$42 Million Bid May Stall Hospital Transition and Jeopardize Union Jobs
by Keli’i Akina, Grassroot Institute
The State has recently made progress towards saving Maui’s public hospital system while at the same time saving the jobs of union workers. However, the battle over severance pay may add a price tag which could sink the project.
Union leaders are demanding a $42 million severance package through Bill 2077 which they claim is intended to cover job losses. The United Public Workers (UPW) claims that approximately 500 employees would transition from the public to private sector and be stripped of their benefits under Act 103, which authorizes the state to transfer Maui Regional System facilities to a new management entity. They also claim that many of their employees will be forced to move to the mainland to find jobs.
This would be a valid argument if the workers were indeed losing their jobs and benefits. But in fact, Act 103 states the new management shall offer all employees of the pre-transfer facility employment for a period of no less than six months after the transfer completion date.
Attorney General Doug Chin added, “The reality is Kaiser needs people to work in the hospitals and it’s exactly the people in that limited population [employees within current public system]”. In addition, Act 103 states healthcare workers will keep their accrued benefits on top of what the new health care provider might offer.
The new hospital public-private partnership is estimated to save the state $260 million in costs over the next decade, according to Governor David Ige. However, these savings could disappear if the costs for the transition is too great.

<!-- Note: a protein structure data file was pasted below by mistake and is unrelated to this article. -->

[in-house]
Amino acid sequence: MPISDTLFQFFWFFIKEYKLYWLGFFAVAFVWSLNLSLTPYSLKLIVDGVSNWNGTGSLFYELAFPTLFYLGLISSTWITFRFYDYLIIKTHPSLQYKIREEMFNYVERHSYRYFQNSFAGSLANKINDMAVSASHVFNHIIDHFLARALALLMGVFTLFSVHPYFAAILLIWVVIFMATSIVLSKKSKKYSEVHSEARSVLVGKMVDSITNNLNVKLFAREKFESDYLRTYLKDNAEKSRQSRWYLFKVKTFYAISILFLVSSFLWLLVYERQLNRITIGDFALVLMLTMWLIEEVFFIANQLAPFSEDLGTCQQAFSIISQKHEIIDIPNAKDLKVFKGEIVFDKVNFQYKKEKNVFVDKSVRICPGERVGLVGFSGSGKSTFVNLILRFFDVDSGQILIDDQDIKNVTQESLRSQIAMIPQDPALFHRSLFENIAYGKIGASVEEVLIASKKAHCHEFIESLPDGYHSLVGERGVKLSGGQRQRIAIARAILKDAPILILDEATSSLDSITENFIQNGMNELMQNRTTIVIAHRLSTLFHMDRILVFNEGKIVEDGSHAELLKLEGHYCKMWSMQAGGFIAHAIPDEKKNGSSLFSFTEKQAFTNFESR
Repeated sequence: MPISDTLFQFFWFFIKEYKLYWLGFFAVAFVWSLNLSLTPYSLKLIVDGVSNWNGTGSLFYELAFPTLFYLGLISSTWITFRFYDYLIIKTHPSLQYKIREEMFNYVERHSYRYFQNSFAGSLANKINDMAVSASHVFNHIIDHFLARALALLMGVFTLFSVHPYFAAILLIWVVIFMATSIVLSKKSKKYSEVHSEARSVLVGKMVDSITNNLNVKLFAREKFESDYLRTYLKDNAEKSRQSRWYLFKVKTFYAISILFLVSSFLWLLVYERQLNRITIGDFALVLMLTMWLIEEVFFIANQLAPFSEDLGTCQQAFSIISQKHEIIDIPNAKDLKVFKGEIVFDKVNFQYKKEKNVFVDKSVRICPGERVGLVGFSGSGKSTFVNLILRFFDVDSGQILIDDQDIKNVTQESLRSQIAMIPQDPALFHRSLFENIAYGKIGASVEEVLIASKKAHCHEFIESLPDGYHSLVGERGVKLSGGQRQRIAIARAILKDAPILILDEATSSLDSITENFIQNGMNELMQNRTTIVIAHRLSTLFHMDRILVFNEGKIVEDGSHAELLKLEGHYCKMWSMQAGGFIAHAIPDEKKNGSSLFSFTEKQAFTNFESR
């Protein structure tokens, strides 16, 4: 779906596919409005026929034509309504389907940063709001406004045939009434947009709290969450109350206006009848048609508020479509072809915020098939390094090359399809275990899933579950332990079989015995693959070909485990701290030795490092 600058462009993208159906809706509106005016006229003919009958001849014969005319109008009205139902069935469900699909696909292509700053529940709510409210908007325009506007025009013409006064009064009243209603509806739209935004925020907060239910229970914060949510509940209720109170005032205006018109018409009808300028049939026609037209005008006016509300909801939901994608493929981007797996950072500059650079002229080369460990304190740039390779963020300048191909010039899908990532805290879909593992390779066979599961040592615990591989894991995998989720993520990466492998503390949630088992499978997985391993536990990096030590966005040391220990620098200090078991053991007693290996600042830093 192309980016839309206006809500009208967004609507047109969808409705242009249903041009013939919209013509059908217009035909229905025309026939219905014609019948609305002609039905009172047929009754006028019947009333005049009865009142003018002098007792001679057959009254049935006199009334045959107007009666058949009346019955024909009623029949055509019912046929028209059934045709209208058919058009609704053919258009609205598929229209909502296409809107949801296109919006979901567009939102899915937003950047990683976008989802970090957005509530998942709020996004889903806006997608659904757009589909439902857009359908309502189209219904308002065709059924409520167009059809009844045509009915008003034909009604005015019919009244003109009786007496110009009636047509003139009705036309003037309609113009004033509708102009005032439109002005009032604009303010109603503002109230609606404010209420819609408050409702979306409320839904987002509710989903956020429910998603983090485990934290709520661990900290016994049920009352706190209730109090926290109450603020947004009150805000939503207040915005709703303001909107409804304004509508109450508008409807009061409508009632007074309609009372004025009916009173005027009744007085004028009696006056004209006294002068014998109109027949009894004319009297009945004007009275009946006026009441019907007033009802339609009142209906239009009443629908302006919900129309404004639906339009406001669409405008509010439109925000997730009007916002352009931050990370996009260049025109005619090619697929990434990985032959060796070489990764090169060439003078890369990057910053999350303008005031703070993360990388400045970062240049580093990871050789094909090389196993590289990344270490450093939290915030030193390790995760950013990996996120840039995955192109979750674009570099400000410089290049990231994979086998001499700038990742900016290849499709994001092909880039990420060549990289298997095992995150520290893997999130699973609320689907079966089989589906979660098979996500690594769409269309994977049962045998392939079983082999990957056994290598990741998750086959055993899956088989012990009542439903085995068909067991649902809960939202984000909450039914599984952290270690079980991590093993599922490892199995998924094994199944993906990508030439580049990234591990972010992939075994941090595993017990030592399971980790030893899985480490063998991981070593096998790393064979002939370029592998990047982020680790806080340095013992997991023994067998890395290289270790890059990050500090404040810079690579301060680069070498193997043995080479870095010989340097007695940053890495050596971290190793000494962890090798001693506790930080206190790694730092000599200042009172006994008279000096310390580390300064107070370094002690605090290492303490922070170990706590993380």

Such an expensive and unnecessary severance payout could set a dangerous precedent for the Big Island and Kauai as they also consider saving their healthcare systems through a public private partnership. The high price for partnership could scare away investors in future projects that would otherwise greatly benefit local residents.
The $42 million payout could also impact the Employee Retirement System with new spiked pensions. This could add more debt to the already $8.6 billion in unfunded liabilities, and taxpayers will ultimately have to pick up the extra tab.
Moreover, there is an enormous cost to the extra time needed to administer the transition, which has come at a snail’s pace due to opposition from union leaders at the Hawaii Government Employees Association (HGEA) and (UPW). The public private partnership was on track for completion by July 1, 2016 but now the completion date is unforeseen.
The longer the transition is held off the longer Maui citizens will need to put up with a hospital system in limbo. When Chin was asked whether the transition could wait until the contract was over he said, “No… As we’re speaking right now money is being lost and programs are being lost.”
In the long run, the public private partnership will do more than just save Maui’s hospital system - it will save the jobs of union workers, something union leaders are jeopardizing. The partnership will also provide a wonderful model to help save hospitals on other islands where citizens struggle to find access to proper care.
However, if the state opts to pay the $42 million severance package, the result will be a misstep in the transition process which could set a counter-productive precedent for decades to come. Hawaii’s people need strong leadership to ensure that our hospitals stand on a strong financial foundation and our citizens have access to quality health care.
Keli’i Akina, Ph.D., is a recognized scholar, educator, public policy spokesperson, and community leader in Hawaii. Currently, he is President/CEO of Grassroot Institute of Hawaii, a public policy think tank dedicated to the principles of individual liberty, free markets and limited, accountable government.--